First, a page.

Lindsay turns from Jake, trying to hide the pain clearly written on her face, but he reaches over, bloody hands and all and grabs her slender fingers.
"Don't give up on her too."
Claire calls in the early morning, just as Lindsay steps out the shower: Cindy's home. Dressing quickly, Lindsay rushes to Claire's house as Ed is bringing the boys to school. She bursts through the door and pulls up short when she sees the redhead on the couch, gripping a cup of tea and staring at the floor. Lindsay is speechless for a minute.
Cindy looks up, but doesn't meet the brunette's gaze. She whispers "hello" is response and sips her tea gingerly. Lindsay watches the redhead's movements in amazement, intently, as if she's a mirage who will disappear.
"Are you staying?" Lindsay asks bluntly, not catching sight of any bags.
"I...I don't know." The Inspector watches Cindy's face pale and her eyes go wide. In an instant, the redhead is off the couch and bounding towards the back of the house. Even though Claire's eyes are telling her "no," Lindsay follows the reporter anyways. She finds the redhead crouched over the toilet bowl and the brunette immediately drops to her knees and gather locks of auburn hair in her slender fingers, pulling them away from Cindy's neck and face.
Thank you," Cindy mumbles when she's finished. Lindsay moves from her knees and settles on the floor against the wall.
"I know you're angry at me, I just didn't figure you'd be repulsed by me," Cindy doesn't laugh. "Sorry, that wasn't funny" Cindy whispers something inaudible and Lindsay leans forward, asking her to repeat herself.
"I said, I'm two months pregnant. With Jake's baby." The hand that is reaching for Cindy's, crawling across the linoleum bathroom floor, stops suddenly. "It's morning sickness. I get sick a lot," Cindy says matter-of-factly.
"Oh." Lindsay's not sure what she should say. She wants to reach out and grab the reporter and just hold her, so she does. Cindy still fits perfectly in her arms and the redhead immediately buries her head in the brunette's strong shoulder and her body shakes in Lindsay's arms.
"Is that all you have to say?" Cindy asks after a minute.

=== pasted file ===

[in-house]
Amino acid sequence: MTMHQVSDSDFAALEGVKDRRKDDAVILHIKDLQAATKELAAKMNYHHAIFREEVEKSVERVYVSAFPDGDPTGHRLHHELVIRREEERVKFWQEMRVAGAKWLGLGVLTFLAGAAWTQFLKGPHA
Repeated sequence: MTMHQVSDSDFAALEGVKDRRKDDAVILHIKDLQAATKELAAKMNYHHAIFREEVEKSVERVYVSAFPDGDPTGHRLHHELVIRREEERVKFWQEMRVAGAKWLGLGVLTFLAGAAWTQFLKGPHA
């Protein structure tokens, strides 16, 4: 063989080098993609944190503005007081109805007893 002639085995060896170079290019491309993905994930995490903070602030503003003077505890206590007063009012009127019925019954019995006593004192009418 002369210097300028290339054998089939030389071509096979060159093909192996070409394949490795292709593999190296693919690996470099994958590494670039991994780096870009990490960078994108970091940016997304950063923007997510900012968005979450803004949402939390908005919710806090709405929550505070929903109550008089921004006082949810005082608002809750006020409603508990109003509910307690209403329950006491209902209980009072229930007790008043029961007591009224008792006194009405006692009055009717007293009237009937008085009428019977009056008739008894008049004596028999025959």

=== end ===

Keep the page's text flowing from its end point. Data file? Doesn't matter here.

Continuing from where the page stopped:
"Does Jake know?" Lindsay hears herself ask. Cindy nods. "Oh," Lindsay says again.
They sit still for a moment, Cindy tucked into Lindsay's side, breathing steadily in time with the brunette's heartbeat.
"Are you staying?" Lindsay asks again. "Are you coming home? To me?"
"I'm pregnant with my ex-fiancé's baby. I throw up every morning and probably will for another month or two. After that, I'll be moody and crabby and angry and demanding. I'll crave ice cream at two in the morning and I'll probably cry a lot. Hell, I might even..."
"Are you coming home?" Lindsay asks, tightening her hold on Cindy.
"Did you hear a word I said?"
"Yes, I did. Are you coming home?" Cindy looks up at the brunette and sighs.
"What about Jake? And the baby? And the morning sickness?" Lindsay smiles.
"Just come home."
Cindy smiles shyly and tucks her head back into the crook of Lindsay's neck. "Okay."
Lindsay opens her apartment door quietly. She checks her watch - 10:30pm - and knows she needs to be quiet so she doesn't disturb Cindy's sleeping schedule. At six months, Cindy is being strict, almost obsessive compulsive, about how much sleep she gets, Lindsay muses. Tripping over a "crib-in-a-box," Lindsay grabs for the couch. She sees the kitchen, dimly lit up and strains her ears when she hears the slightest indescribable noise coming from the room. Unclipping her gun and glancing at her bedroom door, she creeps along the wooden floor and presses herself against the wall, ready to spring out onto the intruder.
"Da da da dum, do do do doo." Cindy is standing in the kitchen, in an old t-shirt, dancing in circles and humming, mixing something in a big bowl.
"Do do do do, do de da. Da da do dum, day." Lindsay smiles and moves into the doorway, leaning against the wall gently, putting her gun back in its holster.
"Do de do do." Cindy spins around and catches sight of the brunette, almost dropping the bowl in her hand as one automatically flies to her heart.
"Don't do that! You scared me..."
"Hi to you too darlin'," Lindsay smirks, crossing the tile floor gracefully and sweeping Cindy up in a circle, depositing the brownie bowl mix onto the counter as she dances the redhead around the room. "That was a nice song," Lindsay adds.
"What are you doing?" Cindy asks, her eyes sparkling.
"You sing, I'll lead," Lindsay replies with a smile, spinning the smaller woman in her arms and dipping her.
"Gosh, you're such a romantic," Cindy gushes as Lindsay grins.
"I'll be here all night baby."
"Well then," Cindy says, closing her eyes. "Do do do doo, da da da dum..."